Even aside from actual corruption, the whole industry suffers from a rampant case of boosterism. Still obsessed with their self-conception as a denigrated minority (despite video game revenues dwarfing those of the movie industry, to pick one example), many of the ardent gamers in the video game media seem intent on acting more like cheerleaders for the industry than as skeptical journalists or critical reviewers. Aside from the fact that this allies the video game media with powerful, moneyed corporations rather than with consumers, it’s terribly self-defeating. The way that you get an art form taken seriously is not be giving it a free pass but by subjecting it to real critical review. Yes, the movie industry produces a lot of trash. But it also produces acts of real genius, and I believe that the active, meaningful criticism of film reviewers contributes to this state of affairs. You know a serious movie that is given any kind of wide release or festival run is going to receive a set of tough reviews that take seriously the film’s artistic vision and execution. Video games? I have no similar faith at all. Just gesturing in the direction of meaning or profundity, or even just saying the right things in the press tour, often brings about a rapturous reception from the video game media writ large.
40, 45 years into the age of the commercially released motion picture, we got Citizen Kane. 40, 45 years into the age of the commercially released video game, I personally feel that we’ve seen no video game of remotely similar artistic invention, daring, and quality. And that’s a shame, because video games are an artform of incredible potential, capable of being hilarious, exciting, frightening, beautiful, and genuinely moving.
But here’s the thing, you guys: if video game journalism is garbage, then #gamergate is garbage from an Egyptian restaurant that’s been baking in the sun in July in a heatwave on a New York corner, complete with extra dog poop and infested with cockroaches that have names like Misogyny and Threats Against Women. However well-intentioned some members of #gamergate may be, and however much I may agree with some criticisms of the video game media, the grimy sexism and hideous threats that have been made in the name of #gamergate renders the whole “movement” totally unpalatable to me. Yes, it is unfortunate to define any group by the actions of its worst members, and there are times in life, particularly when it comes to political struggles, that you have to hold your nose and align with people you can’t stand. But this isn’t one of those times, and too many people who complain about how #gamergate is discussed in the media refuse to be frank about how rife with ugliness the phenomenon is.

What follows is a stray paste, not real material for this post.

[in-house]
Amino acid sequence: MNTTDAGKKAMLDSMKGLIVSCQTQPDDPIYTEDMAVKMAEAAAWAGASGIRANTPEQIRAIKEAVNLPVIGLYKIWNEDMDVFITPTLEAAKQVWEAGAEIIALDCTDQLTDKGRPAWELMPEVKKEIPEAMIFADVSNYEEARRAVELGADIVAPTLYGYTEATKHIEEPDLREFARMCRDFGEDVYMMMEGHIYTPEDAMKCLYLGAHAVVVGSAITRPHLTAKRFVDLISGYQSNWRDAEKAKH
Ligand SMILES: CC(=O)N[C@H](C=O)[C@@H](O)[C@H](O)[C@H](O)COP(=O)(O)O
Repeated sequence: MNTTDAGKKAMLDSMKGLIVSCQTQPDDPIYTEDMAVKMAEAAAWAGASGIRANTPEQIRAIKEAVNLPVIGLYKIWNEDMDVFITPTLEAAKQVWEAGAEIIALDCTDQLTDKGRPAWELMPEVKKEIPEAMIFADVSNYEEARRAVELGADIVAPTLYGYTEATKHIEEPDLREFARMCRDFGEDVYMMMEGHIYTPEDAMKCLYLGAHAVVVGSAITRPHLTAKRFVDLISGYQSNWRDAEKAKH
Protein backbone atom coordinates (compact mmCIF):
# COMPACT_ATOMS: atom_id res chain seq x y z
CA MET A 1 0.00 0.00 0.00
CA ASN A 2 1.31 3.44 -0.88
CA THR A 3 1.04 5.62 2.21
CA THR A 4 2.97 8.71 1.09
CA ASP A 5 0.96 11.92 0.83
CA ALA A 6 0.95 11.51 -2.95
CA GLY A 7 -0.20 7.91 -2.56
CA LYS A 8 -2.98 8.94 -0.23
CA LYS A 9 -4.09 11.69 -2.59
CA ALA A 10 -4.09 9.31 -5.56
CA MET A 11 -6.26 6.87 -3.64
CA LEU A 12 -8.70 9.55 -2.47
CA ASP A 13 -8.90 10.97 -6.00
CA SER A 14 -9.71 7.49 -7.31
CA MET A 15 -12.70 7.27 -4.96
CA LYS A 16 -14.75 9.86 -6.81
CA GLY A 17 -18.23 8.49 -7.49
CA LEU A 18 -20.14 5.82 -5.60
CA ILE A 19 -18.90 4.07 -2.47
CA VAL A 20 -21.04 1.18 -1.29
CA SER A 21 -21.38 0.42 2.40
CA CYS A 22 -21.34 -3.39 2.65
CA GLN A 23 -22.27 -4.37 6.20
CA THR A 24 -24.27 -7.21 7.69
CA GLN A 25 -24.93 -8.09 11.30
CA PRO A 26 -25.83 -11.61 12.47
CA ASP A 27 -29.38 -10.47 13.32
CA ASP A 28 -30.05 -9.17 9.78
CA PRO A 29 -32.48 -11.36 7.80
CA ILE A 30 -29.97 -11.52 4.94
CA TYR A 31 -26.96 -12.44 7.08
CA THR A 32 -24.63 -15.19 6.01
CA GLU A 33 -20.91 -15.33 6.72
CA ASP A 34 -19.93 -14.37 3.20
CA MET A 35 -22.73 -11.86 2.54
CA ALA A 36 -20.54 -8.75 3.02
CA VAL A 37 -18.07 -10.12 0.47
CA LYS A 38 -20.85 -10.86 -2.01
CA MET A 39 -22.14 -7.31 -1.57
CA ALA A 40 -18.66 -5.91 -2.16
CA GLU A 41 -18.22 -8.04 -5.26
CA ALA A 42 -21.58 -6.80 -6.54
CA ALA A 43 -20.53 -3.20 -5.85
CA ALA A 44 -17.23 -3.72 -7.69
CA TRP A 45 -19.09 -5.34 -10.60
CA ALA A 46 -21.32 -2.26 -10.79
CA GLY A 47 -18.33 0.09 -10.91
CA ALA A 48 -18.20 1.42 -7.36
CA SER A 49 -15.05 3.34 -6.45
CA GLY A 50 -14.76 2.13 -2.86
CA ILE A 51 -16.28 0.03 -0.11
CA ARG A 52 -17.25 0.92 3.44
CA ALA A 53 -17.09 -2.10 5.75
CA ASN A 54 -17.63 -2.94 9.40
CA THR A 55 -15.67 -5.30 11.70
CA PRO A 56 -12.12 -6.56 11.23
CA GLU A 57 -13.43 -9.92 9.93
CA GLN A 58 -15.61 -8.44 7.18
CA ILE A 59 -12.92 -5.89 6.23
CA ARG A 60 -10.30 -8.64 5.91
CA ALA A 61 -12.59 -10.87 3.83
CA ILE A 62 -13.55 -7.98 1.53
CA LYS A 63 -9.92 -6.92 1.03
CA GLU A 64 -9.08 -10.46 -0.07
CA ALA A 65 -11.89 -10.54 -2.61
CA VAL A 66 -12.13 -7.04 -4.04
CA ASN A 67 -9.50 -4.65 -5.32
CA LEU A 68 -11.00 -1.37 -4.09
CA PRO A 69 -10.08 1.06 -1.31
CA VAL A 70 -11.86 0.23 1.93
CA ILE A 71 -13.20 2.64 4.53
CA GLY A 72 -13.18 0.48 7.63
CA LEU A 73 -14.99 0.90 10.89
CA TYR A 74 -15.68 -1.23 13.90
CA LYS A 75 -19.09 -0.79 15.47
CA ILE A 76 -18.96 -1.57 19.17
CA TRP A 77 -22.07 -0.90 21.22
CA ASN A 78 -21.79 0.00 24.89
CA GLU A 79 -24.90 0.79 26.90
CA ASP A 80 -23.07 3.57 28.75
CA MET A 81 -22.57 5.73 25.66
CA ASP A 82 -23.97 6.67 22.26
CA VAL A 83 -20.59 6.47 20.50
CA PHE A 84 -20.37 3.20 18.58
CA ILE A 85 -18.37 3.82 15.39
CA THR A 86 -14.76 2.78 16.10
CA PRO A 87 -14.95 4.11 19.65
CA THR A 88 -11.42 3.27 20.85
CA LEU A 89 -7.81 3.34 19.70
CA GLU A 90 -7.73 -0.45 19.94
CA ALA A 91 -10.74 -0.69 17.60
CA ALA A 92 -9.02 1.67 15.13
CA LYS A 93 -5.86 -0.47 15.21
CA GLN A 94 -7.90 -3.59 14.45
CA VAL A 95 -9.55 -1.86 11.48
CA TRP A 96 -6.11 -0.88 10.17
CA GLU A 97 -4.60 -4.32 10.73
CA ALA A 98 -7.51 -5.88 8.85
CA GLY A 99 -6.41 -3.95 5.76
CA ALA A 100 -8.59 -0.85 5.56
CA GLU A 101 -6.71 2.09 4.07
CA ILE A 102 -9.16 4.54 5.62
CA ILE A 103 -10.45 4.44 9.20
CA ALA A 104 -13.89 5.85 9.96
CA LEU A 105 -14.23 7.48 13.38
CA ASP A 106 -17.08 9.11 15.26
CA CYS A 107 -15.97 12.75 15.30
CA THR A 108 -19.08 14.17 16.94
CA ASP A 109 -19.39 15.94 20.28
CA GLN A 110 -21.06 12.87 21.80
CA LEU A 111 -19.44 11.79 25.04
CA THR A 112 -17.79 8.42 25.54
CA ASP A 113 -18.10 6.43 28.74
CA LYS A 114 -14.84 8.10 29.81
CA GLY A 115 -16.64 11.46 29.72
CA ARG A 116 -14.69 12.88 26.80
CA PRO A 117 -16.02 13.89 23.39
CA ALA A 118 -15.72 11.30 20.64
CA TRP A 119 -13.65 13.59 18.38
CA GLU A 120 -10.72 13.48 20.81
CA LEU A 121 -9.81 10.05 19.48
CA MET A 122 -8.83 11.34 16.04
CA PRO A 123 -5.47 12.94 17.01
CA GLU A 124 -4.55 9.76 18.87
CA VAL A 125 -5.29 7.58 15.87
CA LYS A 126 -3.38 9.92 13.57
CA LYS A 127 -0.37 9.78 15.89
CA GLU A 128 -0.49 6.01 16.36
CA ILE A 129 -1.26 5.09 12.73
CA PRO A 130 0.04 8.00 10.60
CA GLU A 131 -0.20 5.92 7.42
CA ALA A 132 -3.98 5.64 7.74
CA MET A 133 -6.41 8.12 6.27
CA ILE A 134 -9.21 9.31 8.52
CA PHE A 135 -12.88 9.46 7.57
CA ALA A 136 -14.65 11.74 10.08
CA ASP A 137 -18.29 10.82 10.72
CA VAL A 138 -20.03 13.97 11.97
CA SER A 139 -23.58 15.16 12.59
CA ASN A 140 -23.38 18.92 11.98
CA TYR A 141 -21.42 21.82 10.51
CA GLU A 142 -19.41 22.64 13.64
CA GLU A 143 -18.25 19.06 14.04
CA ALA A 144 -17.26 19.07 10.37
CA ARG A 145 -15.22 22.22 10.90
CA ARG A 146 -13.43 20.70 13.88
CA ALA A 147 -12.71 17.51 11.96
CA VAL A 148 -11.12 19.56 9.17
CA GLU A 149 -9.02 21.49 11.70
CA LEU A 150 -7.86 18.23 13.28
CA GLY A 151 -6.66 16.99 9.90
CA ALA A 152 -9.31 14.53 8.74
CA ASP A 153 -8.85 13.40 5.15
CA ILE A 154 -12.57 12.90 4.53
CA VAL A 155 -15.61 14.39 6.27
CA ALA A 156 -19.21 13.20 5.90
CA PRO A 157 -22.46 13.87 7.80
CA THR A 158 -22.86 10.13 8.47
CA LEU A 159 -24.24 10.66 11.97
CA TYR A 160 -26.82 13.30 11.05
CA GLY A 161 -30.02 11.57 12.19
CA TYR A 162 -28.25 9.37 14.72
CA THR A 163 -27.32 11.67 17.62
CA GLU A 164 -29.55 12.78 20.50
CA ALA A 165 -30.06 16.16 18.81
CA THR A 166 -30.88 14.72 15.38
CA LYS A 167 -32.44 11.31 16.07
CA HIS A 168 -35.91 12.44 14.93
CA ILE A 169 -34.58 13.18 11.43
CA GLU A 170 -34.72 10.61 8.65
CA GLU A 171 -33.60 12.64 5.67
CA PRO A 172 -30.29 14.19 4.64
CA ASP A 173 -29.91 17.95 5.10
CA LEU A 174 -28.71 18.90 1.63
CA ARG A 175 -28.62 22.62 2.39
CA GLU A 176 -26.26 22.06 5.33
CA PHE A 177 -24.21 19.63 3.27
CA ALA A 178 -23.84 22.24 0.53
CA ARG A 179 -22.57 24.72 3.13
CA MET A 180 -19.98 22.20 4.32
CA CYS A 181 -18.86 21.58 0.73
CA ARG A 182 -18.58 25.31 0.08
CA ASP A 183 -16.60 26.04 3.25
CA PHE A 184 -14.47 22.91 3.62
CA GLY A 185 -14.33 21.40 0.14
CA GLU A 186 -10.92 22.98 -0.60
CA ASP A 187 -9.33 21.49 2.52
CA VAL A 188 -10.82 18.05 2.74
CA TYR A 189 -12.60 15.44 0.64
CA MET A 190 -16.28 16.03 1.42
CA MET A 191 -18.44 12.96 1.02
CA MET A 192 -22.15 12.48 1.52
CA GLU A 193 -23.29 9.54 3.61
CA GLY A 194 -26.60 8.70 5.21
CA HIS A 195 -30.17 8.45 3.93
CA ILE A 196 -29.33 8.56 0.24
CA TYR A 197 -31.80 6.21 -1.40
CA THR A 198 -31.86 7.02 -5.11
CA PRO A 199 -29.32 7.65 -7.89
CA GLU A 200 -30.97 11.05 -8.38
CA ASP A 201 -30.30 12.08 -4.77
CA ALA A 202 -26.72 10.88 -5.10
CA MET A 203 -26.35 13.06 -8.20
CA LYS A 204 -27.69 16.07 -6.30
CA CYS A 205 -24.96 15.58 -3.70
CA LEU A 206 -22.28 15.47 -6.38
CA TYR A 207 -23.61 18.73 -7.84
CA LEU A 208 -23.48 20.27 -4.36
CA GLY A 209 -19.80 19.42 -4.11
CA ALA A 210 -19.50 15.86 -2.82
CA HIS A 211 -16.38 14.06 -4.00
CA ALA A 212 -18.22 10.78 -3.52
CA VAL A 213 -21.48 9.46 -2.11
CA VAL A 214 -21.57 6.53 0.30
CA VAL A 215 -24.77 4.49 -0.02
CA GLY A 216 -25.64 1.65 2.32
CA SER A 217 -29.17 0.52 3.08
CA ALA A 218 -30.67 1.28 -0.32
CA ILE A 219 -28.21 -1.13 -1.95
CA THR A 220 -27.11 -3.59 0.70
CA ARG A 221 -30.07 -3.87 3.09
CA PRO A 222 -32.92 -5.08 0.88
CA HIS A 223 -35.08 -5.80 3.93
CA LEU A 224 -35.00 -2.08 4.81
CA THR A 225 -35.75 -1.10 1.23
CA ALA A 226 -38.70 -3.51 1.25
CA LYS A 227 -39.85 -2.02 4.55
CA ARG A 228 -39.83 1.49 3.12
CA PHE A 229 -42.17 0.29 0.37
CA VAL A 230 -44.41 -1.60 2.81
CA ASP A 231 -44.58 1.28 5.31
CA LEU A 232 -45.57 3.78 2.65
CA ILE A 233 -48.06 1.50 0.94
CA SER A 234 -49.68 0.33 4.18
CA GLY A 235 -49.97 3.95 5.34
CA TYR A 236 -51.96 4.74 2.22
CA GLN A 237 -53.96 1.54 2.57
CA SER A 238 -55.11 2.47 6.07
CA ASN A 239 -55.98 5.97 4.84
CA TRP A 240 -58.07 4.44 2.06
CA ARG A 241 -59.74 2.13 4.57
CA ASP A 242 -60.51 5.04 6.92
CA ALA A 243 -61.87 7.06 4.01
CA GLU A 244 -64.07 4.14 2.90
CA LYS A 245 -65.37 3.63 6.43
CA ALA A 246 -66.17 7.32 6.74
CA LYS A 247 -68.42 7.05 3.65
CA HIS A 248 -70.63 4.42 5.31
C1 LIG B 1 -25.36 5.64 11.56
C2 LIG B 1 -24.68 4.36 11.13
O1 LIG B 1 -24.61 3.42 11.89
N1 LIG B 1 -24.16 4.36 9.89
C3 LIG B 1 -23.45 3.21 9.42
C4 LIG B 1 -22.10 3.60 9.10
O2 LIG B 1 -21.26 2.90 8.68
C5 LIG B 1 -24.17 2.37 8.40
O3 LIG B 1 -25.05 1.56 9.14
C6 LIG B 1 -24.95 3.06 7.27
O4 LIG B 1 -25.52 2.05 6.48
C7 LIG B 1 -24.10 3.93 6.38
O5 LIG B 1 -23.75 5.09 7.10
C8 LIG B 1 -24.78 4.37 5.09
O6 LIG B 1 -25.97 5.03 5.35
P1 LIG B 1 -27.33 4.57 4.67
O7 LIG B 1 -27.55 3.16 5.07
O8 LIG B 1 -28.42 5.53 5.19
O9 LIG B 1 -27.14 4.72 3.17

I mean, there’s even legitimate criticism of Anita Sarkeesian, such as her unpaid appropriation of other women’s artwork, which my friend Alex Layne of the brilliant site Not Your Mama’s Gamer discussed. That behavior bothers me. But in a world where Sarkeesian is subject to such insane, violent threats, my instinct is not to criticize her about intellectual property but build a bunker to defend her from attack. That’s the thing about surrounding your movement with threats and misogyny: people who might be inclined to listen to you feel compelled to reject you out of hand. Whether through refusal or inability, the principled people who consider themselves part of #gamergate have failed to eject the sexist, threatening core of the movement, and for someone like me, that makes it impossible to take the whole enterprise as anything but ugly.
But there’s no reason to despair: you can start your own movement. Start a new hashtag. Explain the criticisms of the video game media you embrace while rejecting the ugly, inexcusable elements of #gamergate. Make it clear that sexism and threats are not ever acceptable in your movement. But I really do think that you need to start something new. I don’t think #gamergate can be reformed. It sucks to have to invest that kind of effort to start something new, but that’s life. Time to get to business.